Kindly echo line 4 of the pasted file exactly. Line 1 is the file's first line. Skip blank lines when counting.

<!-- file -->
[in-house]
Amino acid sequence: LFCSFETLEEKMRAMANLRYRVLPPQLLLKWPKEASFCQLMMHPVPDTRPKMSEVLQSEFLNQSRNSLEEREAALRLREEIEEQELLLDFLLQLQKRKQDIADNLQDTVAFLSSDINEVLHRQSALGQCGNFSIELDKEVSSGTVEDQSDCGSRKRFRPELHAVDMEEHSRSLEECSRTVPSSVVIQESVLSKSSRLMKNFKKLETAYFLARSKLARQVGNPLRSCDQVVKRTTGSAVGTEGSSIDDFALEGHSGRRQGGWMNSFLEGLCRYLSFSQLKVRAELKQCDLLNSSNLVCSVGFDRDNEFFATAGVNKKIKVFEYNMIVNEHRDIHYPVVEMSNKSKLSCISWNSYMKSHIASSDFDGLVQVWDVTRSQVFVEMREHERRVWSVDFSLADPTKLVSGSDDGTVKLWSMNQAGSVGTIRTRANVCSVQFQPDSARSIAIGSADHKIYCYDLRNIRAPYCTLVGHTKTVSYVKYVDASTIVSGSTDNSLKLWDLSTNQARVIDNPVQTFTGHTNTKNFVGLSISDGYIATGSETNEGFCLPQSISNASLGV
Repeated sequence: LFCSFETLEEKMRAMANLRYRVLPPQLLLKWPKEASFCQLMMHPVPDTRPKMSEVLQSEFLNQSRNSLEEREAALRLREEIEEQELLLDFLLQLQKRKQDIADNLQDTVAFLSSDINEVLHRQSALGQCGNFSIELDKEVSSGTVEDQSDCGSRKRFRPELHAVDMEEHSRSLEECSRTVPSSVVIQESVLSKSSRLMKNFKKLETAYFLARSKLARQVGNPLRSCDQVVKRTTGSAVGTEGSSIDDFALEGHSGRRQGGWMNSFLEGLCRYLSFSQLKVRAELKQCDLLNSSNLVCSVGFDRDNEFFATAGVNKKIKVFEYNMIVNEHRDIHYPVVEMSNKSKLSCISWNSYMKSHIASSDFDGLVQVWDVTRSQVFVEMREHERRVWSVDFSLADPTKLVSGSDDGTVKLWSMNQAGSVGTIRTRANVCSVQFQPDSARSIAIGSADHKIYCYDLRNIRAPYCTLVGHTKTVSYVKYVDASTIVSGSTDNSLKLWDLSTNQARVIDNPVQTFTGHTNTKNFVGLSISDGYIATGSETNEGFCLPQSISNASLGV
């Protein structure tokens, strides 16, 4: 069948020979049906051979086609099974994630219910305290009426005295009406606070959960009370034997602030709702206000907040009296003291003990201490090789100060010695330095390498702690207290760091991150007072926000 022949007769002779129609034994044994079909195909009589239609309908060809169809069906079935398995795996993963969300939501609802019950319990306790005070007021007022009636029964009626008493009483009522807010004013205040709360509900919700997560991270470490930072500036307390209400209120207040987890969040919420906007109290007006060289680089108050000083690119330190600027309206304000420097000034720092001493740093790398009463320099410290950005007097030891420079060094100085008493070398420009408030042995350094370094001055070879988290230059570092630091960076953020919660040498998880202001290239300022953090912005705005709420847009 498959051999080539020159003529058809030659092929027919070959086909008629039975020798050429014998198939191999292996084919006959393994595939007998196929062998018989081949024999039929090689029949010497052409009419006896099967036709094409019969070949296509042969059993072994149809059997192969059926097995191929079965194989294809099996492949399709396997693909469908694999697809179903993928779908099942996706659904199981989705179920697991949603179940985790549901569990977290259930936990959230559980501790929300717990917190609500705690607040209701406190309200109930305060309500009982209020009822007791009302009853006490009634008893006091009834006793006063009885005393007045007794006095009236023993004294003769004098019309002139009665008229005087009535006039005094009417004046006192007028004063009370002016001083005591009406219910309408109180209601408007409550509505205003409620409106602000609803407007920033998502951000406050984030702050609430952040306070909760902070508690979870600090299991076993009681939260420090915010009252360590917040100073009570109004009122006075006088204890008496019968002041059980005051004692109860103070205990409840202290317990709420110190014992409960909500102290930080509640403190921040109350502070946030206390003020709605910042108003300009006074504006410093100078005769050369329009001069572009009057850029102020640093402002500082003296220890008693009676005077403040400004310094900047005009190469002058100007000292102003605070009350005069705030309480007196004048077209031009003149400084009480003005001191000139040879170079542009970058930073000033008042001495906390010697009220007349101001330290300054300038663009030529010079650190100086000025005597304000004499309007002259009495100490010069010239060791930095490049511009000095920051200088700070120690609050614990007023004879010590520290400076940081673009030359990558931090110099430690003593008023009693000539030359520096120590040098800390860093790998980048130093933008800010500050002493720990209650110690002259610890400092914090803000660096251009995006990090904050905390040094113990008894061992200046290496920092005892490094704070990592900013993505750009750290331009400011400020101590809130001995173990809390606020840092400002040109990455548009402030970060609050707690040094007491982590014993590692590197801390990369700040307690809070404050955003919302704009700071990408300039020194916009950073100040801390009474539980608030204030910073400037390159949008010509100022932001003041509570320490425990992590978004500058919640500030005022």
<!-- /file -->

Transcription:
């Protein structure tokens, strides 16, 4: 069948020979049906051979086609099974994630219910305290009426005295009406606070959960009370034997602030709702206000907040009296003291003990201490090789100060010695330095390498702690207290760091991150007072926000 022949007769002779129609034994044994079909195909009589239609309908060809169809069906079935398995795996993963969300939501609802019950319990306790005070007021007022009636029964009626008493009483009522807010004013205040709360509900919700997560991270470490930072500036307390209400209120207040987890969040919420906007109290007006060289680089108050000083690119330190600027309206304000420097000034720092001493740093790398009463320099410290950005007097030891420079060094100085008493070398420009408030042995350094370094001055070879988290230059570092630091960076953020919660040498998880202001290239300022953090912005705005709420847009 498959051999080539020159003529058809030659092929027919070959086909008629039975020798050429014998198939191999292996084919006959393994595939007998196929062998018989081949024999039929090689029949010497052409009419006896099967036709094409019969070949296509042969059993072994149809059997192969059926097995191929079965194989294809099996492949399709396997693909469908694999697809179903993928779908099942996706659904199981989705179920697991949603179940985790549901569990977290259930936990959230559980501790929300717990917190609500705690607040209701406190309200109930305060309500009982209020009822007791009302009853006490009634008893006091009834006793006063009885005393007045007794006095009236023993004294003769004098019309002139009665008229005087009535006039005094009417004046006192007028004063009370002016001083005591009406219910309408109180209601408007409550509505205003409620409106602000609803407007920033998502951000406050984030702050609430952040306070909760902070508690979870600090299991076993009681939260420090915010009252360590917040100073009570109004009122006075006088204890008496019968002041059980005051004692109860103070205990409840202290317990709420110190014992409960909500102290930080509640403190921040109350502070946030206390003020709605910042108003300009006074504006410093100078005769050369329009001069572009009057850029102020640093402002500082003296220890008693009676005077403040400004310094900047005009190469002058100007000292102003605070009350005069705030309480007196004048077209031009003149400084009480003005001191000139040879170079542009970058930073000033008042001495906390010697009220007349101001330290300054300038663009030529010079650190100086000025005597304000004499309007002259009495100490010069010239060791930095490049511009000095920051200088700070120690609050614990007023004879010590520290400076940081673009030359990558931090110099430690003593008023009693000539030359520096120590040098800390860093790998980048130093933008800010500050002493720990209650110690002259610890400092914090803000660096251009995006990090904050905390040094113990008894061992200046290496920092005892490094704070990592900013993505750009750290331009400011400020101590809130001995173990809390606020840092400002040109990455548009402030970060609050707690040094007491982590014993590692590197801390990369700040307690809070404050955003919302704009700071990408300039020194916009950073100040801390009474539980608030204030910073400037390159949008010509100022932001003041509570320490425990992590978004500058919640500030005022």